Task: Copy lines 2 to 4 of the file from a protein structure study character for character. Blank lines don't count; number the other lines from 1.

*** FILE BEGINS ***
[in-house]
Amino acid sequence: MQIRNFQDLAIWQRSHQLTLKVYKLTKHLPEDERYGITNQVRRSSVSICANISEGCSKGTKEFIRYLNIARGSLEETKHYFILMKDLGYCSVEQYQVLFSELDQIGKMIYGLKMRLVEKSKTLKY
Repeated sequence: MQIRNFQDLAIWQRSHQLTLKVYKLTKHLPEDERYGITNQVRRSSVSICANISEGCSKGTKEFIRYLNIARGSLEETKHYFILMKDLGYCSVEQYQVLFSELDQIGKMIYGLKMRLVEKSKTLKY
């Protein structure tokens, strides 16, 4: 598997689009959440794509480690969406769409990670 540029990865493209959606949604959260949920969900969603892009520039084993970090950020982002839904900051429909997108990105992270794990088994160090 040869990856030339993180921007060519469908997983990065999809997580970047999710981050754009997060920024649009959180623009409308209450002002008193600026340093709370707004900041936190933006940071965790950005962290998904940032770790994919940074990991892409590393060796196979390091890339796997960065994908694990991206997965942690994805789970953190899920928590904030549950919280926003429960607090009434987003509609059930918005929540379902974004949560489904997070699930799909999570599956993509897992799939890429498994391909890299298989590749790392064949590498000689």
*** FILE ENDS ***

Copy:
Amino acid sequence: MQIRNFQDLAIWQRSHQLTLKVYKLTKHLPEDERYGITNQVRRSSVSICANISEGCSKGTKEFIRYLNIARGSLEETKHYFILMKDLGYCSVEQYQVLFSELDQIGKMIYGLKMRLVEKSKTLKY
Repeated sequence: MQIRNFQDLAIWQRSHQLTLKVYKLTKHLPEDERYGITNQVRRSSVSICANISEGCSKGTKEFIRYLNIARGSLEETKHYFILMKDLGYCSVEQYQVLFSELDQIGKMIYGLKMRLVEKSKTLKY
């Protein structure tokens, strides 16, 4: 598997689009959440794509480690969406769409990670 540029990865493209959606949604959260949920969900969603892009520039084993970090950020982002839904900051429909997108990105992270794990088994160090 040869990856030339993180921007060519469908997983990065999809997580970047999710981050754009997060920024649009959180623009409308209450002002008193600026340093709370707004900041936190933006940071965790950005962290998904940032770790994919940074990991892409590393060796196979390091890339796997960065994908694990991206997965942690994805789970953190899920928590904030549950919280926003429960607090009434987003509609059930918005929540379902974004949560489904997070699930799909999570599956993509897992799939890429498994391909890299298989590749790392064949590498000689």